Claire still has the poster for that film on the wall of the Oxfordshire office she is about to forsake. “Formula One’s greatest family,” the strapline declares. And now, at a stroke, their presence has gone. “It’s so weird,” she acknowledges. “It goes in different waves of feelings. Dad started racing when he was a teenager. It’s a big adjustment for us all, ­getting our heads around not having ­Williams in our family any more.”

Allied to Williams’s natural resilience, though, is a realism which allowed her to ­accept definitively that the team could not endure as a family enterprise. True, they had rebounded from adversity before, not least when they failed even to have a car ready for testing last season. But 2020 brought challenges of a graver magnitude: no sooner did they lose their title sponsors than Covid-19 brought their financial distress into the sharpest relief.

“We had exhausted every avenue open to us,” she says. “I did think, coming into this year, that we had turned a corner. We had new title partners, who were promising the earth. Then that collapsed, and coronavirus hit. It was game over. There was no coming back from that. If those two things hadn’t happened, we would have been OK.”

Williams’s formal response in May was to embark on a “strategic review”, although it was evident to Claire from the outset that an outright sale was the only feasible option. “We saw that fairly early on, if I’m honest, considering the types of organisations that would want to invest in something like this. They’re going to want full control. It was the inevitable conclusion.”

One visible consequence of her departure is the extinguishing of the last flicker of female representation at the highest levels of F1 leadership. In the role, she always sought to downplay her rarity value as a woman in the sport’s corridors of power. Today, she is conscious that she is leaving the team principals’ club as a male-only cabal once more.

'If I’ve inspired just one woman to come into the sport, then that’s fantastic.' Credit: GETTY IMAGES

“I would never want to hold myself up and say, ‘I’ve gone, so now F1 has a real problem on its hands,’” she smiles. “I’ve always believed that these roles are meritocratic. But it was one of my thoughts when I made this decision to step away: ‘I am the only woman, and I know that people have been motivated to come into F1 because of seeing a woman in a senior position.’ Now, the mantle is being handed over. If I’ve inspired just one woman to come into the sport, then that’s fantastic.”

At 44, she has amassed a lifetime of stories on how dramatically the racing obsession can lay waste to normal family life. On her parents’ wedding day, Frank, eschewing the offer of a slap-up lunch, went straight back to the factory. On the annual holidays in Marbella, he never came. It has become a concern of hers ever since to keep her work and home life in some semblance of proportion.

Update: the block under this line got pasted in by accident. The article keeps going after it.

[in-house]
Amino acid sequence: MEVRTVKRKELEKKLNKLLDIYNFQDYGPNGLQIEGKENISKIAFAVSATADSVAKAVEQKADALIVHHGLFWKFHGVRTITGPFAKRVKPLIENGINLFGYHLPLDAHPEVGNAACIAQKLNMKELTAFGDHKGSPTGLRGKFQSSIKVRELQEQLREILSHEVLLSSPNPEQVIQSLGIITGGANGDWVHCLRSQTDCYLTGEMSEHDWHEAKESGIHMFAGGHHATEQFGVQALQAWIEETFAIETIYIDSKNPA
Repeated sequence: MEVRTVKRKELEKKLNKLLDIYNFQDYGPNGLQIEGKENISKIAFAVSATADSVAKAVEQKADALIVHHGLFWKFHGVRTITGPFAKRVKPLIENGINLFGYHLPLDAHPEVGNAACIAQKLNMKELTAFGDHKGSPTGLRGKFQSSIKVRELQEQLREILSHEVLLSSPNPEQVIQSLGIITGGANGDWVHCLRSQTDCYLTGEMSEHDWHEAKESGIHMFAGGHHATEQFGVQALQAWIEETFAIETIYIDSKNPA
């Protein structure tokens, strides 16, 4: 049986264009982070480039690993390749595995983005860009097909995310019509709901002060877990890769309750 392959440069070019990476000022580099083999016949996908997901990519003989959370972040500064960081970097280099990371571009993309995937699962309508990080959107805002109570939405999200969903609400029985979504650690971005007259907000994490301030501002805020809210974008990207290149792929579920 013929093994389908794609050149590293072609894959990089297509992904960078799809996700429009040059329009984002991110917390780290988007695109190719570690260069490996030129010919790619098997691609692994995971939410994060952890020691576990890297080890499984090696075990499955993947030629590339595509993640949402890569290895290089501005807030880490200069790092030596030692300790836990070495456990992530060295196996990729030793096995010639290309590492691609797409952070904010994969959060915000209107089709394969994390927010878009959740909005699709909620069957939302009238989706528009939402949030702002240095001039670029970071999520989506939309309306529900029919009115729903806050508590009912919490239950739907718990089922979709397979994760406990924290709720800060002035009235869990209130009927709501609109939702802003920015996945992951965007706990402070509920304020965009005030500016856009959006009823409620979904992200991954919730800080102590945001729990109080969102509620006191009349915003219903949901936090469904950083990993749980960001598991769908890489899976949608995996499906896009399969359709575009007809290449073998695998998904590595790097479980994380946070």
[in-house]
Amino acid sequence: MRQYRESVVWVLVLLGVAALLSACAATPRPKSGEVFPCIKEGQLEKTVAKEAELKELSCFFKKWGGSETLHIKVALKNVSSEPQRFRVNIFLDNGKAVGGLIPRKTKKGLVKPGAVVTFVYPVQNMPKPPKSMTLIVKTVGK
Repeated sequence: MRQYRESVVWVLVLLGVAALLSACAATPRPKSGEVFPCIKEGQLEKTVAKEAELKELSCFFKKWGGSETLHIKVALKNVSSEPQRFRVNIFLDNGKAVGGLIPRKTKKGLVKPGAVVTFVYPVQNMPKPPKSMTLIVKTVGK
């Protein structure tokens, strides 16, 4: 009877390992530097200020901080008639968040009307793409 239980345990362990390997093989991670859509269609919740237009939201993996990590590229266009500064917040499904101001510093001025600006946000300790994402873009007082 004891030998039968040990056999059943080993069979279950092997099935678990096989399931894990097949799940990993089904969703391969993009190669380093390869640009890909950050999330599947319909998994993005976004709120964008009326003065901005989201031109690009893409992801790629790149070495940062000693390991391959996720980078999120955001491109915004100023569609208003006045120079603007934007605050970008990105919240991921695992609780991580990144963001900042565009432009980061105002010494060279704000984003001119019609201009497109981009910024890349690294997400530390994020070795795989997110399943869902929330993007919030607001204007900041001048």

“I’ve experienced how much F1 takes away,” she says. “I’m now in the position where I can be a mum, a wife. I also want to focus on my dad, as he’s moving very near to us at home. There’s a lot of work involved in that, and I want to make sure it all goes smoothly.”

There is a restlessness to define herself, too, beyond the perimeter of an F1 paddock. “I’m going to go home, regroup, recalibrate. It takes a lot out of you, this sport, and I want to go and build myself back up a little bit, work out who I am away from Formula One.  I’ve always been Claire Williams, Frank Williams’s daughter. I’d like just to go away and be my own person, see what that feels like.”

As she knows, cold economics dictates that there can, ultimately, never be a tale quite like Williams’s again. While F1’s foundations were built on the wild dreams of people such as her father, it has long since morphed into the province of global corporations and ­sovereign wealth funds. To be successful, she argues, takes “hundreds and hundreds of millions”.

Eventually, that equation took its toll on her. But the fight is one she will remember with the deepest fondness. “I’ve never considered it to be a burden, running this team,” she says. “It has always been an enormous privilege.” And with that, she drives away from the house that Frank built one last time, closing the door on one remarkable chapter, but determined to write another.